After three months of grueling negotiations (if you can really call them that) between the Major League Baseball and the Players Association, we can officially say baseball is back.
It took a mandated season by Rob Manfred to get us here, but nevertheless here we are. Sixty games of the best sport are coming to you live from your TV starting with Opening Day on either July 23 or July 24.
Sixty games in 66 days means a whole lot of baseball in a short amount of time, but man am I ready for it. Spring training part two starts in less than a week with players reporting to their home ballparks on July 1.
There are a few new rule changes for the abbreviated season. Rosters will be set at 30 on Opening Day. After two weeks, they will be reduced to 28. After four weeks, the number will be 26, and teams can add a 27th man for doubleheaders.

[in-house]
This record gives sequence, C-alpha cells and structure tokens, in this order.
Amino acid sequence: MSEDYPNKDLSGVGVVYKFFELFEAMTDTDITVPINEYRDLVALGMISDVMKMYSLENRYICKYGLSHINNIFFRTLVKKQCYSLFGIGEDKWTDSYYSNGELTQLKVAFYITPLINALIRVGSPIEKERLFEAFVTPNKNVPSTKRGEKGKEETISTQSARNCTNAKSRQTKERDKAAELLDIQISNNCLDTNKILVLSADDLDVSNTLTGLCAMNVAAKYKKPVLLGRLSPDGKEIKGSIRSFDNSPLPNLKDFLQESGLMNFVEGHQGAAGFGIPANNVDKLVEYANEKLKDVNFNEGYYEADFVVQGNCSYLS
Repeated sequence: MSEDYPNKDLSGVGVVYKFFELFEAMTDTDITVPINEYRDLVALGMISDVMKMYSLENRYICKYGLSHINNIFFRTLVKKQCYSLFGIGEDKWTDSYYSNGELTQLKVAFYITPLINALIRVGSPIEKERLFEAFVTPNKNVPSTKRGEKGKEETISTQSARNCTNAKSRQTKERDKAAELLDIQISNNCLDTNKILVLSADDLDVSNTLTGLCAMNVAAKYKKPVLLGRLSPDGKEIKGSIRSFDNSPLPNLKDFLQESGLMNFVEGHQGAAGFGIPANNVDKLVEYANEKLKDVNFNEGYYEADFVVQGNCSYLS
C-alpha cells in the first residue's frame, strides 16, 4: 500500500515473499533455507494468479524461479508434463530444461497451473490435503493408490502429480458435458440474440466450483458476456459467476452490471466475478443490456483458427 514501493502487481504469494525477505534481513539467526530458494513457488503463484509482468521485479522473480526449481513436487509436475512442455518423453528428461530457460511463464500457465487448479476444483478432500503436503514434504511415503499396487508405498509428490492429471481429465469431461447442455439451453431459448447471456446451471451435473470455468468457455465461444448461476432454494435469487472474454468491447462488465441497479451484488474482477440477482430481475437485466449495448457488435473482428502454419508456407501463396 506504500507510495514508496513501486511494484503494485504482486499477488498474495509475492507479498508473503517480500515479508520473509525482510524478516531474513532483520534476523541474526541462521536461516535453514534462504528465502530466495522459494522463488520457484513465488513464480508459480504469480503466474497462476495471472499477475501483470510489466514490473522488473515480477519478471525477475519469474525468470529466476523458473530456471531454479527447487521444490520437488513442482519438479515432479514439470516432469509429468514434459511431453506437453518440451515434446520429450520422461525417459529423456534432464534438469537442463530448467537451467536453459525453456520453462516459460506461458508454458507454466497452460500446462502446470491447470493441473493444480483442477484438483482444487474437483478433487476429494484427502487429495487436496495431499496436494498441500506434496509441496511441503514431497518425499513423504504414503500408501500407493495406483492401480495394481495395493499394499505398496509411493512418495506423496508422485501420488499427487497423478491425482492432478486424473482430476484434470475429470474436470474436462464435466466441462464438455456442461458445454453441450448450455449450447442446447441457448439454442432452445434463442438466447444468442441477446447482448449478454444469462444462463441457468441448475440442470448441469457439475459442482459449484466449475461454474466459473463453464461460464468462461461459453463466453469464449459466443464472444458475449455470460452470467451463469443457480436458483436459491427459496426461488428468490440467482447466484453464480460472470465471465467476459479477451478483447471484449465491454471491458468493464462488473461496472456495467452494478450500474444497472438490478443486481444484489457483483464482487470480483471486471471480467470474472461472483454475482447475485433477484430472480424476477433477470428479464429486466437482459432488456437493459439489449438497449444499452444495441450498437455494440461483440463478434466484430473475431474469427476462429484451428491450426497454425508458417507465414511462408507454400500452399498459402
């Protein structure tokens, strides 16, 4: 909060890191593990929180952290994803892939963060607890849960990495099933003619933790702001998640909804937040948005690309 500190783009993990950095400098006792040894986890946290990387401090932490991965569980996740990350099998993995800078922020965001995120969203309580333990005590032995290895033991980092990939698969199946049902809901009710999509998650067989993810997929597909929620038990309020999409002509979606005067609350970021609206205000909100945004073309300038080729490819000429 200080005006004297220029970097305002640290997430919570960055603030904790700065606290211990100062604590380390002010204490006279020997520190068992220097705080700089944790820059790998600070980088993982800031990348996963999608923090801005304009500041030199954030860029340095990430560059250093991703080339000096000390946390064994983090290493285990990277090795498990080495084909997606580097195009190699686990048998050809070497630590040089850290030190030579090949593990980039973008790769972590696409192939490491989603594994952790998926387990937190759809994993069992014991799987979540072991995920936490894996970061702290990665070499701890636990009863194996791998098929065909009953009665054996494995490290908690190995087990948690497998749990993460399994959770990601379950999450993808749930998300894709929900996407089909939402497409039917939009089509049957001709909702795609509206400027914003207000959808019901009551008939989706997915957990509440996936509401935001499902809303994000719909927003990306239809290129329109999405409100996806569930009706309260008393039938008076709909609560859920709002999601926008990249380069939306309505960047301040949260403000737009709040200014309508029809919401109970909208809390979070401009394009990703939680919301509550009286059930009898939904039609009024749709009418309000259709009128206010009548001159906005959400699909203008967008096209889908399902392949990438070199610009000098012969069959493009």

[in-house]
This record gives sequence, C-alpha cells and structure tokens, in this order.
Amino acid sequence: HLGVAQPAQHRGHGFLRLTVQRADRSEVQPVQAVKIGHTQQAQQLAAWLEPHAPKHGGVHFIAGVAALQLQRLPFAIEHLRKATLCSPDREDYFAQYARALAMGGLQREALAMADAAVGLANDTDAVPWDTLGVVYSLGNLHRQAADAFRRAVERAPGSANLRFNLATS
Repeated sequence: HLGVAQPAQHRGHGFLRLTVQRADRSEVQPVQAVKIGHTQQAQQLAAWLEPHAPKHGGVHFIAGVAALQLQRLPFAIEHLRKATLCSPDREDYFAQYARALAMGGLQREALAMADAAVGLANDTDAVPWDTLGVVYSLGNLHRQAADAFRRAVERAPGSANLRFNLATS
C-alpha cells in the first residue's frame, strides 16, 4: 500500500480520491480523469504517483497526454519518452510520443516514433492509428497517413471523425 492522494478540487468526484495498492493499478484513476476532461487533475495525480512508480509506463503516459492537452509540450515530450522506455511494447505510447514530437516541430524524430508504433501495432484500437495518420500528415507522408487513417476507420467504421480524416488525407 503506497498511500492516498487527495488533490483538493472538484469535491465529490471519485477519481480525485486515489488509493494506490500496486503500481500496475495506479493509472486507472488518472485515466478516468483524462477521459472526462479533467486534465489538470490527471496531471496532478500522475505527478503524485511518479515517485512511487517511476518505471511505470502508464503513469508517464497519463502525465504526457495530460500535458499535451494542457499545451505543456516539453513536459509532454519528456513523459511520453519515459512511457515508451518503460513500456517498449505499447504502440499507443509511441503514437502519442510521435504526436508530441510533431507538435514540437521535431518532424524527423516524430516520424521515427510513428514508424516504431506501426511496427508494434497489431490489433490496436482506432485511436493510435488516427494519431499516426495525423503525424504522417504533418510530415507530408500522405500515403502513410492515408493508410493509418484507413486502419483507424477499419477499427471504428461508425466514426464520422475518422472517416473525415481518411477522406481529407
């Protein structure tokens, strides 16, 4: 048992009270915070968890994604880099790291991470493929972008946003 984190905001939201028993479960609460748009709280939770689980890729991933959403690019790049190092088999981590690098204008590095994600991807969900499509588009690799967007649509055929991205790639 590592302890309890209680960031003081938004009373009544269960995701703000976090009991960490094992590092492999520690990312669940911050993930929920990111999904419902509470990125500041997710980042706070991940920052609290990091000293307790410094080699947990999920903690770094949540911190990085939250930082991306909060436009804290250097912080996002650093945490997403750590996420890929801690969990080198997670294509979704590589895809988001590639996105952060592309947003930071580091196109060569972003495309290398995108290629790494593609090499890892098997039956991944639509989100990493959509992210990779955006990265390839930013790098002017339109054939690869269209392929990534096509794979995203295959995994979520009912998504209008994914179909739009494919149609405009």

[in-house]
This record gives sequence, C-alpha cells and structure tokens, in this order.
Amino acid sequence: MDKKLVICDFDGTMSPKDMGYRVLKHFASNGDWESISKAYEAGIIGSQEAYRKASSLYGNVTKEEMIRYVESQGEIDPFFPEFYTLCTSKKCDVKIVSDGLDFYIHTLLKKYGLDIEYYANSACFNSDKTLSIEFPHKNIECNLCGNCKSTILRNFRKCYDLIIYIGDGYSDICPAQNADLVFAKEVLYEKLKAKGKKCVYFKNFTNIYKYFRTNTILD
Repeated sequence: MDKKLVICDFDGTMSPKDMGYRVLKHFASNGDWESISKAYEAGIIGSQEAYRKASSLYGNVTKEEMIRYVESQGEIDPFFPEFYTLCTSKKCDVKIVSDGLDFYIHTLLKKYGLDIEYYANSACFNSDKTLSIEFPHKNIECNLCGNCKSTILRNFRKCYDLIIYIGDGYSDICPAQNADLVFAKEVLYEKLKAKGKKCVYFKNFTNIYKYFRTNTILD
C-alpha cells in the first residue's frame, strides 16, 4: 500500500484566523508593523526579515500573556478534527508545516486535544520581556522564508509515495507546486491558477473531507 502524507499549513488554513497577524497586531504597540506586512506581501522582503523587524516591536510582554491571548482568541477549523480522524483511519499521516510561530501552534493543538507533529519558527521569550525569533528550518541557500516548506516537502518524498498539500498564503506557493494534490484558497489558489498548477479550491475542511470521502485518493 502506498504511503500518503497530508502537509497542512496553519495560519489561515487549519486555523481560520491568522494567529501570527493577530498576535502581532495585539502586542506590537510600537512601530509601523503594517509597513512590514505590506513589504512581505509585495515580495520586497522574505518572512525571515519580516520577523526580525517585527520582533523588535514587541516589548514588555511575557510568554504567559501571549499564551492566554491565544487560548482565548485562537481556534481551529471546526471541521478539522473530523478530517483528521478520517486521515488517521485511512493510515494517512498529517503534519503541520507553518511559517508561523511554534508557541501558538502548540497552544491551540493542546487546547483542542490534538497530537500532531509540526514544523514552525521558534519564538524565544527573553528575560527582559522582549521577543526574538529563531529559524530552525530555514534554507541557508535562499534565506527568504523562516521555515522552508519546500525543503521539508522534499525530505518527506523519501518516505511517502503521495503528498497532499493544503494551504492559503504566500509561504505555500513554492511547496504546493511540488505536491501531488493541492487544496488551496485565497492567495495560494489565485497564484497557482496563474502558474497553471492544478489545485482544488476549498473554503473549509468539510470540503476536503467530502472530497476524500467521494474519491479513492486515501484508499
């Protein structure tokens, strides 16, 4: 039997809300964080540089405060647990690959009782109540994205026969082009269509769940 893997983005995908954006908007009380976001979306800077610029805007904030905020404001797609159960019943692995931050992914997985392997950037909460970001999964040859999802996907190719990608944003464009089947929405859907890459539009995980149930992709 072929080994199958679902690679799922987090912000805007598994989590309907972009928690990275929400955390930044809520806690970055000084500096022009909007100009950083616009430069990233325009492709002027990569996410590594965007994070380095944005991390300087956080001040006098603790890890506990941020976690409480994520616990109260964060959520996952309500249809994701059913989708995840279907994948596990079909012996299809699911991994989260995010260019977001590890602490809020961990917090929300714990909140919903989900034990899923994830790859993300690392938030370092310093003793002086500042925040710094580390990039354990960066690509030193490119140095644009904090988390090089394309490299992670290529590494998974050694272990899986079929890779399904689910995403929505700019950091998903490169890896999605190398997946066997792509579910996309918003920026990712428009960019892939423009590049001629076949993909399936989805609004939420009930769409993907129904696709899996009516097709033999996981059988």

A universal designated hitter will be implemented in the National League; the trade deadline will be on August 31; and a runner will be placed on second base for each team in extra innings.
No details about the schedule have been released yet, but according to Jon Heyman, 40 of the 60 games will be within the division and the remaining 20 will be interleague match-ups. All match-ups will be based on geographical location.
Plan is for teams to play 40 games in division and 20 games interleague with their geographic counterpart (East vs. East, etc.) #MLB